This was the easy bit; as you probably already know if you’re a Sharp Arch user, we’ve created a new GitHub organisation that our repositories can call home. It’s at https://github.com/sharparchitecture/ and at time of writing, contains the following repositories:
The core Sharp Arch projects. This currently has a master branch, which is the source of the current release (1.9.6), and a develop branch which contains the restructured work in progress version.
An all-new, 2.0 repository containing code for the different persistence options we’re providing for Sharp Arch 2.0. Because it’s new for 2.0, the master branch of this repository contains the code that’s aligned with the develop branch in the main Sharp-Architecture repo. Apologies if this is somewhat confusing.
As with the core repo, the master branch contains the source of the current release and the develop branch contains the Contrib project that will support SA 2.0.
Common build system for the Sharp Architecture solutions – see below for more information.
The original SA sample app. As before, master contains the code that goes along with the current SA release, and develop will be updated to use SA 2.0.
Sharp Arch’s second sample app. As before, master contains the code that goes along with the current SA release, and develop will be updated to use SA 2.0.
A new kid on the block, this will eventually contain the reference project structure that is used to generate the Templify package for SA. At the moment, our Templify package is built from the Northwind sample, but we are intending to change this as part of the 2.0 release.
Another newbie – this is a new sample application that differs from Northwind and Who Can Help Me? in that it doesn’t intend to be a real world example of how to use SA to build an app. Instead, it will contain a series of examples of different things that can be done with SA. “Recipies” that you might find in the cookbook could include the different ways of setting up NHibernate (Automapping, Fluent and traditional HBM mapping), using SA with WCF, usage scenarios for LinqRepository and the Specification pattern and so on. Our hope is that over time, this will become the main reference for “how do I…” questions.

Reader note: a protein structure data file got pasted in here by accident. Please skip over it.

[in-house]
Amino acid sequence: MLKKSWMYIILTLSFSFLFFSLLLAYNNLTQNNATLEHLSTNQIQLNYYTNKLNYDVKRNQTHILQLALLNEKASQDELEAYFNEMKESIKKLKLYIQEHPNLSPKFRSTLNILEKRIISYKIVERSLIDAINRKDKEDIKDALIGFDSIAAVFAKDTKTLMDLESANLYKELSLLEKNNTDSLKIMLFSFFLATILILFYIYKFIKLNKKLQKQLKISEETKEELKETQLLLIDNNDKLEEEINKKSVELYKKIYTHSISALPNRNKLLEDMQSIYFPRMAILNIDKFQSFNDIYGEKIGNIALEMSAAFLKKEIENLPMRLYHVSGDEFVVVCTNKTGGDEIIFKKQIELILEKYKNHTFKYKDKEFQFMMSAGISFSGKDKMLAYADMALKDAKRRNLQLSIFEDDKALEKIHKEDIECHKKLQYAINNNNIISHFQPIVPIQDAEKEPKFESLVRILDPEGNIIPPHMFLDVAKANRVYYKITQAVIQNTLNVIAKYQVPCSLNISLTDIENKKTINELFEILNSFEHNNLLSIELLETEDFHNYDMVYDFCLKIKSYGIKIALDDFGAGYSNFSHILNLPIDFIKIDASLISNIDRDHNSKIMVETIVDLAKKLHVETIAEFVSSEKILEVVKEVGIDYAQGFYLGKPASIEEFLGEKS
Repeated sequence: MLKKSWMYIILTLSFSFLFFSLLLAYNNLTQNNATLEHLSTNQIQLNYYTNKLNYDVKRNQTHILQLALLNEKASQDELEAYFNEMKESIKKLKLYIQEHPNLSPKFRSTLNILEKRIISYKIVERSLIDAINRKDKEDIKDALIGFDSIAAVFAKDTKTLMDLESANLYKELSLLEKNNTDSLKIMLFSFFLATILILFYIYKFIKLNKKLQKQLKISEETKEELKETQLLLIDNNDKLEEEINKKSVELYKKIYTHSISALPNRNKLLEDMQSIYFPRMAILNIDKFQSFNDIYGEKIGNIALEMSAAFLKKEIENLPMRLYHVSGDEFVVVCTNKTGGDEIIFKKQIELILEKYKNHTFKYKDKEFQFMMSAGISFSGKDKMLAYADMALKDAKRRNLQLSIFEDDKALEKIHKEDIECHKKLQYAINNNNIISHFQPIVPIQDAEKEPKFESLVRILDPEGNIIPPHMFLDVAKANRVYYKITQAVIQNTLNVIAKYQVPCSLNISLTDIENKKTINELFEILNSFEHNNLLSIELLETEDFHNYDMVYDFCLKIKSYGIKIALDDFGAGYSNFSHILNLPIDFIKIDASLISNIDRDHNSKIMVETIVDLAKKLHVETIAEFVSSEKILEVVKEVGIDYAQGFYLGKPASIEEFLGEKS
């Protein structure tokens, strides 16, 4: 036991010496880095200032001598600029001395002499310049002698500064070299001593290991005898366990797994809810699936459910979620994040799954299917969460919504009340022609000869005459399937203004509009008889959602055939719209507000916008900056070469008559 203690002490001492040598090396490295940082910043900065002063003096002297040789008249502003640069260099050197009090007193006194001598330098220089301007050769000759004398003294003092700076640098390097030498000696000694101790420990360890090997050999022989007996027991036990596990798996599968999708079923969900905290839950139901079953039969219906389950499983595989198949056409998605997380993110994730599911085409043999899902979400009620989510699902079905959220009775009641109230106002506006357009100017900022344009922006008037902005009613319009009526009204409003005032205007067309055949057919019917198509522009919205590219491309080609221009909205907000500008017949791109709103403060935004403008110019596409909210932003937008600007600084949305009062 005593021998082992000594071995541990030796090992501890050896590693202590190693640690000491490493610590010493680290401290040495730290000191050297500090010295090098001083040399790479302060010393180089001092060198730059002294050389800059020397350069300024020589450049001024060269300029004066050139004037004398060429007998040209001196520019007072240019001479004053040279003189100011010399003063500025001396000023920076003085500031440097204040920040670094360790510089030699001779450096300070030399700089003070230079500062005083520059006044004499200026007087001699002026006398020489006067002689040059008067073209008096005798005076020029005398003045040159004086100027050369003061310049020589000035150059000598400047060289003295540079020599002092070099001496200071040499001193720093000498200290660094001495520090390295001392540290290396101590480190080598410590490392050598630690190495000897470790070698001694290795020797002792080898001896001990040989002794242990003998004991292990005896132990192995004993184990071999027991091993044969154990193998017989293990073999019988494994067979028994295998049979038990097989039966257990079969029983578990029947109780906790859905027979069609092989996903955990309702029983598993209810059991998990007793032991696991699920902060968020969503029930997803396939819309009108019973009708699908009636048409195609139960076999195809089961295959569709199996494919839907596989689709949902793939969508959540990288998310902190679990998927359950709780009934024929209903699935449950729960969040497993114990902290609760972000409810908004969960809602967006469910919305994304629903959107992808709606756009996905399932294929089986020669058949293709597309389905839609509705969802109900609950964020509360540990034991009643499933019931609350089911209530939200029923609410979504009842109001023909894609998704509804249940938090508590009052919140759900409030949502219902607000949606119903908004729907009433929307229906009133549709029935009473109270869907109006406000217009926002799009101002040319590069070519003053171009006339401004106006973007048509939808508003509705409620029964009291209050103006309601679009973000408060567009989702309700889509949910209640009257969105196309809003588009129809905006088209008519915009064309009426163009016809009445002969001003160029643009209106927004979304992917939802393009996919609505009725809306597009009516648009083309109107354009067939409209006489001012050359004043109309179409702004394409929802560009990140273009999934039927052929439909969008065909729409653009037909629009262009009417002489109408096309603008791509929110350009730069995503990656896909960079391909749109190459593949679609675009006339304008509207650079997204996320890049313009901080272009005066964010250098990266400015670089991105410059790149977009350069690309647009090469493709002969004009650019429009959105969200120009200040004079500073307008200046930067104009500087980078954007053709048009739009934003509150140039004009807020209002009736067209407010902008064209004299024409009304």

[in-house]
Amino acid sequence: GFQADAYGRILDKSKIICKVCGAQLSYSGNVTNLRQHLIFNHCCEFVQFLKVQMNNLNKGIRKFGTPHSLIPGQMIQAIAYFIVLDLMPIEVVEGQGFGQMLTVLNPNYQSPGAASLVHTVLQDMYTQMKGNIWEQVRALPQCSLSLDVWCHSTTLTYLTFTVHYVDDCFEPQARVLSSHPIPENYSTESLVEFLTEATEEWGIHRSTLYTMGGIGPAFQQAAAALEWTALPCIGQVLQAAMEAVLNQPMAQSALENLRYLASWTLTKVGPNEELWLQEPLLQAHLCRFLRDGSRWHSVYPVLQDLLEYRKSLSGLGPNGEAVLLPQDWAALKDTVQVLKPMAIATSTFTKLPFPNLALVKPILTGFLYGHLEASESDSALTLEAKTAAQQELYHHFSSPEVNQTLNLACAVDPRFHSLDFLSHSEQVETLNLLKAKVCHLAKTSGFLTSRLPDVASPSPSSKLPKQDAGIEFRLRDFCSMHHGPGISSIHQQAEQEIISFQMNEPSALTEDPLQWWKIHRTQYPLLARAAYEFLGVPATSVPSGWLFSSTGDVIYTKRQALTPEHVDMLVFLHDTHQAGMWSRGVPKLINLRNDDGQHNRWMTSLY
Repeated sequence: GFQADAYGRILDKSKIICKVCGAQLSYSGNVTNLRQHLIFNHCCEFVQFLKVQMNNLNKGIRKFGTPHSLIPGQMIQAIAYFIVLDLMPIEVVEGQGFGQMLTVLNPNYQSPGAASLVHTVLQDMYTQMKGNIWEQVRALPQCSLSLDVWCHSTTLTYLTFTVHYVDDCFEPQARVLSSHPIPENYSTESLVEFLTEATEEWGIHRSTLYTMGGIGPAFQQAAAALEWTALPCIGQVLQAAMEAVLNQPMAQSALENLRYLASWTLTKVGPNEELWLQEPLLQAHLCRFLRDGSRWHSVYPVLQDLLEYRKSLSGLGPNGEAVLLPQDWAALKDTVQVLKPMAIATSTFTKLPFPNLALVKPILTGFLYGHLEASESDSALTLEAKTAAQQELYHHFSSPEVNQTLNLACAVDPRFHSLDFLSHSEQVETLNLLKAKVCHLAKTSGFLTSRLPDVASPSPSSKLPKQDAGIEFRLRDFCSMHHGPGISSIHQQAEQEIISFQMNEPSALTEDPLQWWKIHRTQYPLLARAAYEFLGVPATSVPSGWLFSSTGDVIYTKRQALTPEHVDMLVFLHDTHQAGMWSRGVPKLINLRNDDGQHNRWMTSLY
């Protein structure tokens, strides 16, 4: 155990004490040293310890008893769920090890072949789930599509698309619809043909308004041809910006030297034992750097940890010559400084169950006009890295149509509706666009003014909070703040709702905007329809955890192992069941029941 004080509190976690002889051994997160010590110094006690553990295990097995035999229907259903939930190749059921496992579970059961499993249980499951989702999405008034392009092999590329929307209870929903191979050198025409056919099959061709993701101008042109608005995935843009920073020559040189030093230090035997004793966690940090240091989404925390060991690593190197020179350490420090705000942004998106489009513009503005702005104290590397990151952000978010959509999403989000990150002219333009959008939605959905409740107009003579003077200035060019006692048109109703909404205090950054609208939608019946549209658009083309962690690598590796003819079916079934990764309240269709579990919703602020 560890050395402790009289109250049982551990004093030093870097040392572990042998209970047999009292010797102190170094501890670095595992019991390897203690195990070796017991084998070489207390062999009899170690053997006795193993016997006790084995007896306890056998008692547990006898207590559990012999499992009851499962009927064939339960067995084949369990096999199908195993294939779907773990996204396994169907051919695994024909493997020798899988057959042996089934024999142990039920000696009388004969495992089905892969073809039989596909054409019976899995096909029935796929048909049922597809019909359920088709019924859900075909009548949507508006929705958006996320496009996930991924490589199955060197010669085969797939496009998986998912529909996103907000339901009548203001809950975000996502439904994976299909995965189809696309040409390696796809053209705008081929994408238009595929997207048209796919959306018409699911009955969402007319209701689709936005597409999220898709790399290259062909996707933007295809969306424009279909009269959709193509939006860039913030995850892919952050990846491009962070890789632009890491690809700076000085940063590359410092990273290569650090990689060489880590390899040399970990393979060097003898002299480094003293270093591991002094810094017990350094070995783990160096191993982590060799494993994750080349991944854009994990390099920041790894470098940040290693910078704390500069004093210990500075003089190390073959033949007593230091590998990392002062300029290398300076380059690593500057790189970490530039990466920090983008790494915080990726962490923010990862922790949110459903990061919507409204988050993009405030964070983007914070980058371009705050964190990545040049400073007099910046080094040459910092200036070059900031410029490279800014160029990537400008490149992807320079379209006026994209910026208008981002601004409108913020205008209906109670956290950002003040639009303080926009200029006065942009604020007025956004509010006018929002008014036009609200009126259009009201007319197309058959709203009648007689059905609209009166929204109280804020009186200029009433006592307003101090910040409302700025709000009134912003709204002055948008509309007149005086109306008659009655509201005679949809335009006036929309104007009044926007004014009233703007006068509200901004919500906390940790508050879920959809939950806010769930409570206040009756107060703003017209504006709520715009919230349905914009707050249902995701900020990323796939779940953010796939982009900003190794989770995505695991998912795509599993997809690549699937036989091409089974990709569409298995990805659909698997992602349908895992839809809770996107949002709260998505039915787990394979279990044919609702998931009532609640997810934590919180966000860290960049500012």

Step 2. Repository structure
We decided to standardise on the repository structure used in WCHM. At the top level, it contains the following folders:
Build scripts for the project – see below for more details
Git submodule used to pull the common build bits and pieces from Sharp-Architecture-Build.
Contains any common files used across multiple projects. In practice, this is normally a CommonAssemblyInfo.cs file, which holds the assembly attributes shared across all projects in solution, and an AssemblyVersion.cs which is automatically updated by the build process to ensure that assemblies get a version number that matches the TeamCity build number.
Pretty much what it sounds like – external libraries that are used by the solution. These are normally organised into subfolders for each dependency, in order to make it crystal clear which assemblies are part of which dependency – for example, the NHibernate folder contains the core NHibernate.dll, Iesi.Collections and other supporting bits.
Installers for anything you need to set up locally in order to use some or all of the solution. For example, it helps to have the T4Toolbox installed to work with the T4 templates that are currently part of SA, so the installer for this is included in the RequiredPackages folder of the Sharp-Architecture repository.
Home for the projects that make up the solution. As you’d expect, each project is in it’s own subfolder, and the solution file sits here as well.
As mentioned above we felt that a common structure for the repositories is important. Not only does it mean that you know what to expect when getting into each repository, it also facilitates the next major step – the creation of a common build system for all of the projects.